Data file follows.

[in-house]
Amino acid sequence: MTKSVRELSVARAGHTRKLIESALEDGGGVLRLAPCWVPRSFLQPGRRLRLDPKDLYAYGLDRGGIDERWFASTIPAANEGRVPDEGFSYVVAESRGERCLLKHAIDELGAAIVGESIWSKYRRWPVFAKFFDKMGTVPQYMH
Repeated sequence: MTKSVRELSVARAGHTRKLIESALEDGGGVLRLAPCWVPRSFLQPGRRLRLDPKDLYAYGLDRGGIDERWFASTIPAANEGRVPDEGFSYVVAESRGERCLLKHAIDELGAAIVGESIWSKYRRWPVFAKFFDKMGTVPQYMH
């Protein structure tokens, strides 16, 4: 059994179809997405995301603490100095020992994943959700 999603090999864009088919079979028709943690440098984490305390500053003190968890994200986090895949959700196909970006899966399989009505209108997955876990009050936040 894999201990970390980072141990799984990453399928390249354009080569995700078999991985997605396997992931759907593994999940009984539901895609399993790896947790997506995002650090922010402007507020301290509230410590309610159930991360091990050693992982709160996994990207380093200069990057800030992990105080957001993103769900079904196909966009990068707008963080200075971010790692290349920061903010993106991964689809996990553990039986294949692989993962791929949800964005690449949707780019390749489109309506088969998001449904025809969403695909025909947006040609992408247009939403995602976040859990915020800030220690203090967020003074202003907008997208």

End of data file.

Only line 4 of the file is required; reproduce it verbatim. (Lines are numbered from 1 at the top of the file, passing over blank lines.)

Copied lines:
């Protein structure tokens, strides 16, 4: 059994179809997405995301603490100095020992994943959700 999603090999864009088919079979028709943690440098984490305390500053003190968890994200986090895949959700196909970006899966399989009505209108997955876990009050936040 894999201990970390980072141990799984990453399928390249354009080569995700078999991985997605396997992931759907593994999940009984539901895609399993790896947790997506995002650090922010402007507020301290509230410590309610159930991360091990050693992982709160996994990207380093200069990057800030992990105080957001993103769900079904196909966009990068707008963080200075971010790692290349920061903010993106991964689809996990553990039986294949692989993962791929949800964005690449949707780019390749489109309506088969998001449904025809969403695909025909947006040609992408247009939403995602976040859990915020800030220690203090967020003074202003907008997208």